Occasionally, researchers using oligonucleotide primers to PCR amplify a sequence for cloning find deletions (usually the same, single base) present in multiple clones sequenced. The precise mechanism for these deletions is unknown; however oligonucleotide synthesis does not appear to be the cause. Instead, evidence suggests the issue is related to the cloning step, and only under certain conditions:
- Mass spec data confirm the accurate size of the oligo prior to cloning—that the majority of the product is of the correct mass, and free from deletions. However, this would not rule out a small number of truncated products.
- The deletions are seen only in applications of cloning and not in other sequence sensitive applications such as next generation sequencing.
- Deletions are sometimes reduced or eliminated when cloning of oligos from a given synthesis run is switched to a cell line engineered to induce less recombination.
- Deletions can also be reduced or eliminated by changing the vector used for cloning.
Observations from Cloning
While there are no clear rules that predict when and where such errors will occur, the deletions tend to occur near ligation sites in areas of high secondary structure, particularly at the ends of predicted hairpins that close loop structures, and at the termini of short sequences identical to those in the E. coli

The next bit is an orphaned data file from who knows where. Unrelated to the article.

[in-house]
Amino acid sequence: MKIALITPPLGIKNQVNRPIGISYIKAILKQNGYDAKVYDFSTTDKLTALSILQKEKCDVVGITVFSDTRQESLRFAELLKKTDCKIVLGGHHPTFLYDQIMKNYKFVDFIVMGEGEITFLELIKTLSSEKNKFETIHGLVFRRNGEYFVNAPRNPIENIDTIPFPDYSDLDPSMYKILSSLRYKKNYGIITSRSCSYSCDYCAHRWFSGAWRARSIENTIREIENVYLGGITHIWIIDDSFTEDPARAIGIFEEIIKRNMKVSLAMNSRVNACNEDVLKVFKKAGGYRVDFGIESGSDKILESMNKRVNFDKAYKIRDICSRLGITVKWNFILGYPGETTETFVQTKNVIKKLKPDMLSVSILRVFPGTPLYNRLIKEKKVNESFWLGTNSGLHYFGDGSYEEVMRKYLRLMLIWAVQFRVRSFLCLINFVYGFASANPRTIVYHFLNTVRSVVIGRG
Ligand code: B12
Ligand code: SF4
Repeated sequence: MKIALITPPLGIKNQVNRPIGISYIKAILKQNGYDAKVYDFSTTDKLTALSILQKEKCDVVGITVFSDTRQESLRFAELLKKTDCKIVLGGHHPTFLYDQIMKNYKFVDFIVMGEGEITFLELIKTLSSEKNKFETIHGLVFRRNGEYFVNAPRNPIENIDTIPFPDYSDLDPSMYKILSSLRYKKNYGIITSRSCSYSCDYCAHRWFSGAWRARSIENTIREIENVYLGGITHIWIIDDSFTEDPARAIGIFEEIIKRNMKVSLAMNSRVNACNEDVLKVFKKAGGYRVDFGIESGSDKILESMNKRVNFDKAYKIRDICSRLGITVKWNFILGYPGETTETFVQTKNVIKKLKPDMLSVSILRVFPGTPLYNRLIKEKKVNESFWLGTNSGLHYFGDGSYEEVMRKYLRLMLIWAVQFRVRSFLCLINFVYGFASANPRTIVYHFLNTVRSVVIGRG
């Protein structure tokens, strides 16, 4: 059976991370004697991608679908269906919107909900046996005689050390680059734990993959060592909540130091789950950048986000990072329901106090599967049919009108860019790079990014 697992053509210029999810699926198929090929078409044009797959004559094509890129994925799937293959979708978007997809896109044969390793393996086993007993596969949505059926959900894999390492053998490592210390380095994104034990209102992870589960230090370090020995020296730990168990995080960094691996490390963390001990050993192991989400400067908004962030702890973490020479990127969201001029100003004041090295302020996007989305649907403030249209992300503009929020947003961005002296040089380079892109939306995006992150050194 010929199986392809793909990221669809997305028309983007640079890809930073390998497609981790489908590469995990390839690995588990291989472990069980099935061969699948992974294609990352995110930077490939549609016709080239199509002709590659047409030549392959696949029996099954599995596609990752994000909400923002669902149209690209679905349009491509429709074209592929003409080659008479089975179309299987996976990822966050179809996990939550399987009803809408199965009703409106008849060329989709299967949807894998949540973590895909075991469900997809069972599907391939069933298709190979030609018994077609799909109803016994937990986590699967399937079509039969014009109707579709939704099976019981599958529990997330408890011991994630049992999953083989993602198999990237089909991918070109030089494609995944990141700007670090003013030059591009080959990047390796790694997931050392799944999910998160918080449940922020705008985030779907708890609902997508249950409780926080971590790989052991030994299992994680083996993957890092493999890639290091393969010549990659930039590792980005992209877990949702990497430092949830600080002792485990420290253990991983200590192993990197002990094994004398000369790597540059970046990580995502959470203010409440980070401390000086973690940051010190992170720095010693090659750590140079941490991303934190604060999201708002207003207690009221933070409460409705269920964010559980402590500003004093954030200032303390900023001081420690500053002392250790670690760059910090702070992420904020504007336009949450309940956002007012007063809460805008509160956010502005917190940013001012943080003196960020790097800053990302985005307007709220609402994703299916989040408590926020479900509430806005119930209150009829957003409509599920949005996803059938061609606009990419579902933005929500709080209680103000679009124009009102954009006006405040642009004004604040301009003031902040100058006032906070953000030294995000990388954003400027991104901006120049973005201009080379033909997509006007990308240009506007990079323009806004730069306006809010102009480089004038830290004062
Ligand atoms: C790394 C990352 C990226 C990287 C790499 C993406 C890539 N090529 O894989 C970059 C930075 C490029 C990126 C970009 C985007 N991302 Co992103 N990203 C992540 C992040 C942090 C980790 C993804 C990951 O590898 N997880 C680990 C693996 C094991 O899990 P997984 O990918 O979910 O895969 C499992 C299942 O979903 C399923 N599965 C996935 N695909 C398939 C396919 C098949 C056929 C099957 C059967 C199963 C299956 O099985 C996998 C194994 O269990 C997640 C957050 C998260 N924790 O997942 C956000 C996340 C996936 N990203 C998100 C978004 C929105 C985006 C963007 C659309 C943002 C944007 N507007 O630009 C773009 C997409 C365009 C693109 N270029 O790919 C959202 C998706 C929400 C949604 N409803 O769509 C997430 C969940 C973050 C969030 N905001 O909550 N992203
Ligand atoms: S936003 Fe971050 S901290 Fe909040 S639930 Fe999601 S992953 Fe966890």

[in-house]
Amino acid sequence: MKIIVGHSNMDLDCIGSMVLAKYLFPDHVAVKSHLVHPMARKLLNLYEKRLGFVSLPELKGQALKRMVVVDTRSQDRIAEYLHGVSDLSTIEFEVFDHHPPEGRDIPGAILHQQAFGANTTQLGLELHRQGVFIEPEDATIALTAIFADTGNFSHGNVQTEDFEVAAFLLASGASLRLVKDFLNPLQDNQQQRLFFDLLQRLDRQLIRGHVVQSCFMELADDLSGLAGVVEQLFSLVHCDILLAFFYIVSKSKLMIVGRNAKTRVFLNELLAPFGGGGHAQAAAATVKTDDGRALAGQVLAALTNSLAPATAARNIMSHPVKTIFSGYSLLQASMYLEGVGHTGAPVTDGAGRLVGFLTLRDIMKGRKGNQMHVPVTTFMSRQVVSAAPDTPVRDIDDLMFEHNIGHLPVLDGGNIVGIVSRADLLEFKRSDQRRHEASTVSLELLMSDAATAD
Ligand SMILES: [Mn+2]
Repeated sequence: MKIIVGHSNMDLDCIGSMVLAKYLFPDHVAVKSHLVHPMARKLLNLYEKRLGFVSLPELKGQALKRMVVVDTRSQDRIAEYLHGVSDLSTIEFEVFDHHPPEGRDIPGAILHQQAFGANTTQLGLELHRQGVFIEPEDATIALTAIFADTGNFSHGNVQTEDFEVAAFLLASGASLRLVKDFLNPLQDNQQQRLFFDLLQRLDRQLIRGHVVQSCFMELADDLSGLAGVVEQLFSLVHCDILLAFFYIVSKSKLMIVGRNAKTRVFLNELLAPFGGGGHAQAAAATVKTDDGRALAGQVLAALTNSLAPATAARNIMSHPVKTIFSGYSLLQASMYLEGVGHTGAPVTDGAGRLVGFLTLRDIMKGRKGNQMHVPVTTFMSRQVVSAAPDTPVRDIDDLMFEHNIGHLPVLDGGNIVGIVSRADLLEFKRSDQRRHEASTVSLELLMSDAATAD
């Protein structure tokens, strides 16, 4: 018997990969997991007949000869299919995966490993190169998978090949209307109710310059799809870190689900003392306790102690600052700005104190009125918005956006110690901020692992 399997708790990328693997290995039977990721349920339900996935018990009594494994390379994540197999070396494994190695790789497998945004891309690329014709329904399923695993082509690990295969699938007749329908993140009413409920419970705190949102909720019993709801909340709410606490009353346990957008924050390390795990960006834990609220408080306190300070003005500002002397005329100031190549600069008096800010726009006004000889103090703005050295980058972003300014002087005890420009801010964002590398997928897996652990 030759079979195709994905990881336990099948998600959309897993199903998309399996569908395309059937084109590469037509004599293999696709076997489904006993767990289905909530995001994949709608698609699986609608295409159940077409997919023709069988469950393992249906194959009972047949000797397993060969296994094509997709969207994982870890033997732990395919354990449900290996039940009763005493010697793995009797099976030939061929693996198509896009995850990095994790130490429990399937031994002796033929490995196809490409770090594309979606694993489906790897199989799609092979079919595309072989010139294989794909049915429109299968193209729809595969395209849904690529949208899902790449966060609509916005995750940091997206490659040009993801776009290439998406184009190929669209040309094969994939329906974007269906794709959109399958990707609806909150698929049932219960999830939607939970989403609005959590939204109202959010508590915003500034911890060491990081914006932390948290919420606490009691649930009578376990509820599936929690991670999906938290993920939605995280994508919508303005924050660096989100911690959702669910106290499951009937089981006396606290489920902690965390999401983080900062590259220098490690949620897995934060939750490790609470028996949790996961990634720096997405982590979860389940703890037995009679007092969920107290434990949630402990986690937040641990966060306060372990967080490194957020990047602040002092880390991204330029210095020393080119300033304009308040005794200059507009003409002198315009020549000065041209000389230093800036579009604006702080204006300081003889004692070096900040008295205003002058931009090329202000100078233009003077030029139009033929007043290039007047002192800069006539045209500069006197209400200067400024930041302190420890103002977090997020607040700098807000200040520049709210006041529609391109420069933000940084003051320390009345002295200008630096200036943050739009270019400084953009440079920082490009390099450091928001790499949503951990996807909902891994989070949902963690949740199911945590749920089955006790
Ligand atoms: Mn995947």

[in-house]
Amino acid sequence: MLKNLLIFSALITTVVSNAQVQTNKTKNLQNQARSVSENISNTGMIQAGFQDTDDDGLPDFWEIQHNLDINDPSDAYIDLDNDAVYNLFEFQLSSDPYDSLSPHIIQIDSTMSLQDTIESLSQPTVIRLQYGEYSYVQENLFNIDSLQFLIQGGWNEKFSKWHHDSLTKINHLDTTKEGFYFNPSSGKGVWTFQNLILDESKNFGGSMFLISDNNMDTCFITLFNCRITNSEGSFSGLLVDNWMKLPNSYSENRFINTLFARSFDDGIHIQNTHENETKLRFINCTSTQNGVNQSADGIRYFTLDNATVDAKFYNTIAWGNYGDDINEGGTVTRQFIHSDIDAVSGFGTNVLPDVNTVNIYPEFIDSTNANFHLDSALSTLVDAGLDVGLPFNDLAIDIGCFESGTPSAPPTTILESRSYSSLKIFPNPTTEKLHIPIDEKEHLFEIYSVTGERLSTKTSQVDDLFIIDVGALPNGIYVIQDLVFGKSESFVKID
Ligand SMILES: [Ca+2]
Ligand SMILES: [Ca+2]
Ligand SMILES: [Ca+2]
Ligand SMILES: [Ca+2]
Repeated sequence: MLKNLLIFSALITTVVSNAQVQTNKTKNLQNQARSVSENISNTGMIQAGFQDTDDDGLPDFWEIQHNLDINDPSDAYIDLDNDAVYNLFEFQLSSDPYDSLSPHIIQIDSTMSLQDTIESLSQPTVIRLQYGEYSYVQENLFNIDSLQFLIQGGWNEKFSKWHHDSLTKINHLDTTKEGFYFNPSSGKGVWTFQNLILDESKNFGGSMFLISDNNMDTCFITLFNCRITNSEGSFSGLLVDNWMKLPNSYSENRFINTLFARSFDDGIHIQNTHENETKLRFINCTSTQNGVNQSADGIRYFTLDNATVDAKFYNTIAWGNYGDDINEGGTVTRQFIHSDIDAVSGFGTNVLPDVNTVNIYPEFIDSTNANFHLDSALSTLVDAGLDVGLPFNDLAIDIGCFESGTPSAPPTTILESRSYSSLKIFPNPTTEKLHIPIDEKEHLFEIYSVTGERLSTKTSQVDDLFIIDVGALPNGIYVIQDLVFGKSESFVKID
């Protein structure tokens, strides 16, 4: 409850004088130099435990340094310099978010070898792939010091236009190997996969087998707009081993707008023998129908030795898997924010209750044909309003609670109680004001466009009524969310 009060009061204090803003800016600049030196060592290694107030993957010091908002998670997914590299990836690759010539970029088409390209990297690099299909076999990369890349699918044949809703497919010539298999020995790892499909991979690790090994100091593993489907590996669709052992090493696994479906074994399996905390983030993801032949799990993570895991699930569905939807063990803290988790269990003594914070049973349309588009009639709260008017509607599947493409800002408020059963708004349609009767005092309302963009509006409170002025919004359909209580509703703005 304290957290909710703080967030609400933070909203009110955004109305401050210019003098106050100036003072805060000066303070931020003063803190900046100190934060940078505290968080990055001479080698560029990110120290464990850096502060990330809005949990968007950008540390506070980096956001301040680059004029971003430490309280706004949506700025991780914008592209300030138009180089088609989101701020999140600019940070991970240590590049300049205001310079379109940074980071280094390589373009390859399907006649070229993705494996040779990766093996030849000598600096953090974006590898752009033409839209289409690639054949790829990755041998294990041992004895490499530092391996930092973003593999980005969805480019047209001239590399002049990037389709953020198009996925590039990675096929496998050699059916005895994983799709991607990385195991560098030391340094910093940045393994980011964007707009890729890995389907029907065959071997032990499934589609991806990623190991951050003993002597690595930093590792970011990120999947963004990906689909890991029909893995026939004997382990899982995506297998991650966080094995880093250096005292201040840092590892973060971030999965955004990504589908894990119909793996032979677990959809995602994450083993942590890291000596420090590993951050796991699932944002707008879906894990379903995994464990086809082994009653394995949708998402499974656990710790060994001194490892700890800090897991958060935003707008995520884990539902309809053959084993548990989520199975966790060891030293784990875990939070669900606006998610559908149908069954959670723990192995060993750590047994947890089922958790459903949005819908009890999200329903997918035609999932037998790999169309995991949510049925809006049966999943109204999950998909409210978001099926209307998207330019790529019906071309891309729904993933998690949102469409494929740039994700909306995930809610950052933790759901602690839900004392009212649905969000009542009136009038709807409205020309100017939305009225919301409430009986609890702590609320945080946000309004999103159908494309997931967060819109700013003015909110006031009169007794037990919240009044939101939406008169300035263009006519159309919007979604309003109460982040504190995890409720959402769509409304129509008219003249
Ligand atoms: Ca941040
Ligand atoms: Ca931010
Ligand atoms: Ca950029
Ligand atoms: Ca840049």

genome. However, these may not be the only regions that produce deletions. We have also observed that two identical plasmid vectors containing nearly identical sequences may behave differently; one may generate the required clone while the other consistently generates clones containing deletions.
Though the reasons for such deletions are unclear, these errors can sometimes be reduced or eliminated when cloning is switched to a cell line engineered to reduce recombination events. Site-directed mutagenesis can also frequently correct the deletion error. IDT provides a free Mutagenesis Application Guide
that can help with this approach.
Resolving Cloning Deletions
There are steps you can take to increase the odds of generating correct clones. Our primary suggestion is to change one or more of the cloning products used in your protocol. The two components we recommend altering are the competent cells and plasmid vectors. Competent Cells.
Use a competent cell line that has some of the bacterial recombination genes knocked out, such as Invitrogen’s Stbl3 line. This cell line limits errors that may be introduced when some sequence motifs are transformed into bacterial cells. Plasmid Vectors.
Vectors that are designed to facilitate cloning of unstable DNA sequences are also available. These include the small pSMART®
vectors (Lucigen), and some low copy vectors, such as the pBAD family of plasmids. Changing both the cell line and plasmid with these factors in mind can further limit bacterial induced changes.
Identifying why a particular sequence does not properly amplify and clone can be difficult. While these suggestions do not guarantee that the cloning will be successful, they can improve the success rate. IDT offers technical support that ranges from free consultation to complete gene synthesis solutions. Feel free to contact us at email@example.com
if you need further assistance. Author: Adam Clore, PhD is a Scientific Applications Specialist at IDT.